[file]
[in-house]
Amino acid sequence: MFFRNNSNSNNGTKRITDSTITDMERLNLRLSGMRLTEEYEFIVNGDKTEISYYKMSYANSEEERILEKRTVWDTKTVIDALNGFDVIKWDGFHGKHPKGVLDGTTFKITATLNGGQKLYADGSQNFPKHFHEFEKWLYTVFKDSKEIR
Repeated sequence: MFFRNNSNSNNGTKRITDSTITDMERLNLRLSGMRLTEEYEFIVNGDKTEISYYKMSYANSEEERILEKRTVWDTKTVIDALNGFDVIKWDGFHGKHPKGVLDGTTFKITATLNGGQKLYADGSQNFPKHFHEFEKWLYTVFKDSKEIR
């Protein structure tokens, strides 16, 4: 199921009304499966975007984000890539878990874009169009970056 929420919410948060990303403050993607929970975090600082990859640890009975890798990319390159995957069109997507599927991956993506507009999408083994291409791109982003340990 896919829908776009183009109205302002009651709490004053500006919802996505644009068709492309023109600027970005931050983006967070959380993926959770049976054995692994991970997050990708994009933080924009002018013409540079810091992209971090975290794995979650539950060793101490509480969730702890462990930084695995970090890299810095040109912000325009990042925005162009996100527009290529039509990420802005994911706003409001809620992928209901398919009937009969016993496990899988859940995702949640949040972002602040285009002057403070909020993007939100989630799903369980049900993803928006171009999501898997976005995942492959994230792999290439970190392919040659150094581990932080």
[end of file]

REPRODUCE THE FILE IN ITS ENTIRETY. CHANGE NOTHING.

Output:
[in-house]
Amino acid sequence: MFFRNNSNSNNGTKRITDSTITDMERLNLRLSGMRLTEEYEFIVNGDKTEISYYKMSYANSEEERILEKRTVWDTKTVIDALNGFDVIKWDGFHGKHPKGVLDGTTFKITATLNGGQKLYADGSQNFPKHFHEFEKWLYTVFKDSKEIR
Repeated sequence: MFFRNNSNSNNGTKRITDSTITDMERLNLRLSGMRLTEEYEFIVNGDKTEISYYKMSYANSEEERILEKRTVWDTKTVIDALNGFDVIKWDGFHGKHPKGVLDGTTFKITATLNGGQKLYADGSQNFPKHFHEFEKWLYTVFKDSKEIR
């Protein structure tokens, strides 16, 4: 199921009304499966975007984000890539878990874009169009970056 929420919410948060990303403050993607929970975090600082990859640890009975890798990319390159995957069109997507599927991956993506507009999408083994291409791109982003340990 896919829908776009183009109205302002009651709490004053500006919802996505644009068709492309023109600027970005931050983006967070959380993926959770049976054995692994991970997050990708994009933080924009002018013409540079810091992209971090975290794995979650539950060793101490509480969730702890462990930084695995970090890299810095040109912000325009990042925005162009996100527009290529039509990420802005994911706003409001809620992928209901398919009937009969016993496990899988859940995702949640949040972002602040285009002057403070909020993007939100989630799903369980049900993803928006171009999501898997976005995942492959994230792999290439970190392919040659150094581990932080």